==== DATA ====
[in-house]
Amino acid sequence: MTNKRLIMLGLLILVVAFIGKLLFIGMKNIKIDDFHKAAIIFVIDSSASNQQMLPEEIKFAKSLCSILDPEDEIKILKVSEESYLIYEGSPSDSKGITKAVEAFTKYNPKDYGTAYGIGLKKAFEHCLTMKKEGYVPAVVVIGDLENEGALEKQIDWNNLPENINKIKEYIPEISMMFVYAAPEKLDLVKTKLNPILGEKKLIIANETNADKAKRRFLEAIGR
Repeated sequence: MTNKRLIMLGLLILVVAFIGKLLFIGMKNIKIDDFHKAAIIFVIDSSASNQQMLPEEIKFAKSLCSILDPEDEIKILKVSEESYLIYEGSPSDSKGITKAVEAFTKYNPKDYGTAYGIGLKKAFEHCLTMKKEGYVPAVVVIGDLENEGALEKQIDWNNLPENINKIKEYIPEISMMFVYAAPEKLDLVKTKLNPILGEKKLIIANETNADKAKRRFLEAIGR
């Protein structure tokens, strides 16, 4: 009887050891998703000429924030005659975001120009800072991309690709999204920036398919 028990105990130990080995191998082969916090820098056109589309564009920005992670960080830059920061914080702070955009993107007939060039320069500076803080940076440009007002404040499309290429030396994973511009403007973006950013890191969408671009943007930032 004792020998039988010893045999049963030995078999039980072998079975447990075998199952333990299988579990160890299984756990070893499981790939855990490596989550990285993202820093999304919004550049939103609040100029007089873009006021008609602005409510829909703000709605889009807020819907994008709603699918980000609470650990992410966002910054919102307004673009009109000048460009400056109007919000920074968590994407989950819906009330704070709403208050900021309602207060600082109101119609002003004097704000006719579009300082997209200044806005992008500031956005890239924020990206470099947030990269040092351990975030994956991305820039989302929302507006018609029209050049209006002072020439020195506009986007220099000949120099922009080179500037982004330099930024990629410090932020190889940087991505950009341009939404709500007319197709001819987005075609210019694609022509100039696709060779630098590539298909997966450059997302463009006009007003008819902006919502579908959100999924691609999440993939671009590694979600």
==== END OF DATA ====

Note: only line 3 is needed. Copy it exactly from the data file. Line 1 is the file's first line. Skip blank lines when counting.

Repeated sequence: MTNKRLIMLGLLILVVAFIGKLLFIGMKNIKIDDFHKAAIIFVIDSSASNQQMLPEEIKFAKSLCSILDPEDEIKILKVSEESYLIYEGSPSDSKGITKAVEAFTKYNPKDYGTAYGIGLKKAFEHCLTMKKEGYVPAVVVIGDLENEGALEKQIDWNNLPENINKIKEYIPEISMMFVYAAPEKLDLVKTKLNPILGEKKLIIANETNADKAKRRFLEAIGR